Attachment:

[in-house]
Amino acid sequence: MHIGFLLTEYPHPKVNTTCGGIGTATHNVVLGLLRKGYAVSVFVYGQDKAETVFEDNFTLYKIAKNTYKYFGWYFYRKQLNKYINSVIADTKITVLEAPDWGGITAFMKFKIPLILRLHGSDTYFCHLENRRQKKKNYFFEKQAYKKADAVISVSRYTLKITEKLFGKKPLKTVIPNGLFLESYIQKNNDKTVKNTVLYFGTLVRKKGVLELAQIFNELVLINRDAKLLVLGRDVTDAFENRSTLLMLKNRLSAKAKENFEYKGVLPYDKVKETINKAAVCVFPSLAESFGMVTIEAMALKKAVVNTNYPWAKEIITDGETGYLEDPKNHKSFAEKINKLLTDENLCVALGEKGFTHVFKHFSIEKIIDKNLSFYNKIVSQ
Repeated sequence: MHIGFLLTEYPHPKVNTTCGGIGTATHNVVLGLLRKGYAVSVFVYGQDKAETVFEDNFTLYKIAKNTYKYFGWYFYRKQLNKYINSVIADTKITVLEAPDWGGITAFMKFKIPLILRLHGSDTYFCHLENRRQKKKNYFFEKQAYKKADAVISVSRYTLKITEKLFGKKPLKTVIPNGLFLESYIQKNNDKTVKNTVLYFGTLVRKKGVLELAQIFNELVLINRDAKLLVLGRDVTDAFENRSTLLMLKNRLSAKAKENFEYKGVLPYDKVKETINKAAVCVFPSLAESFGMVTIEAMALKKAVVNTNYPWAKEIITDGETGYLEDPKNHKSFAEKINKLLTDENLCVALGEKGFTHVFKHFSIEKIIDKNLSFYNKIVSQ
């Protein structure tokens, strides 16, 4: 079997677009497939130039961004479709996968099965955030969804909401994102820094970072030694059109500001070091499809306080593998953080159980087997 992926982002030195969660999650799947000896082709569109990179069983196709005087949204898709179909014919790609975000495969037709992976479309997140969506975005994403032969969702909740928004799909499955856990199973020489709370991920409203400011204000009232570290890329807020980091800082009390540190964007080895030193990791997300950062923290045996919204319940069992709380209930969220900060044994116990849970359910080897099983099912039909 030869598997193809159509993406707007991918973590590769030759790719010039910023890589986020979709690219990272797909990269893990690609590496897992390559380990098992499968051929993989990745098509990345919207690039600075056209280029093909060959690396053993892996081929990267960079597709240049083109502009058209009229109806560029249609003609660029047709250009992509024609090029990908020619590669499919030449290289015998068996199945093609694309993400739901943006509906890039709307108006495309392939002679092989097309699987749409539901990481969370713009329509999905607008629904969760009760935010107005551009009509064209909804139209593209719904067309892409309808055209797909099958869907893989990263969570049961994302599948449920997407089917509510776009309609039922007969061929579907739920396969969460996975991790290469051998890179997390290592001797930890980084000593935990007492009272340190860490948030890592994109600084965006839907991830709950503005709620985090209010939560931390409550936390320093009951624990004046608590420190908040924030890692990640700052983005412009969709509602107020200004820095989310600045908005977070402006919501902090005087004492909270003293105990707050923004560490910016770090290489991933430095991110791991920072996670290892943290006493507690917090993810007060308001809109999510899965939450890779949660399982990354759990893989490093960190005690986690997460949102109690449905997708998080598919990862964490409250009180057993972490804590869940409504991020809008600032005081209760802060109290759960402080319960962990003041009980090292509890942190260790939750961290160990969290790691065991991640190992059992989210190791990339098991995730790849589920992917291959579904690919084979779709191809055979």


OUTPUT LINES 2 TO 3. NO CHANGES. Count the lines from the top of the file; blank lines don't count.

Amino acid sequence: MHIGFLLTEYPHPKVNTTCGGIGTATHNVVLGLLRKGYAVSVFVYGQDKAETVFEDNFTLYKIAKNTYKYFGWYFYRKQLNKYINSVIADTKITVLEAPDWGGITAFMKFKIPLILRLHGSDTYFCHLENRRQKKKNYFFEKQAYKKADAVISVSRYTLKITEKLFGKKPLKTVIPNGLFLESYIQKNNDKTVKNTVLYFGTLVRKKGVLELAQIFNELVLINRDAKLLVLGRDVTDAFENRSTLLMLKNRLSAKAKENFEYKGVLPYDKVKETINKAAVCVFPSLAESFGMVTIEAMALKKAVVNTNYPWAKEIITDGETGYLEDPKNHKSFAEKINKLLTDENLCVALGEKGFTHVFKHFSIEKIIDKNLSFYNKIVSQ
Repeated sequence: MHIGFLLTEYPHPKVNTTCGGIGTATHNVVLGLLRKGYAVSVFVYGQDKAETVFEDNFTLYKIAKNTYKYFGWYFYRKQLNKYINSVIADTKITVLEAPDWGGITAFMKFKIPLILRLHGSDTYFCHLENRRQKKKNYFFEKQAYKKADAVISVSRYTLKITEKLFGKKPLKTVIPNGLFLESYIQKNNDKTVKNTVLYFGTLVRKKGVLELAQIFNELVLINRDAKLLVLGRDVTDAFENRSTLLMLKNRLSAKAKENFEYKGVLPYDKVKETINKAAVCVFPSLAESFGMVTIEAMALKKAVVNTNYPWAKEIITDGETGYLEDPKNHKSFAEKINKLLTDENLCVALGEKGFTHVFKHFSIEKIIDKNLSFYNKIVSQ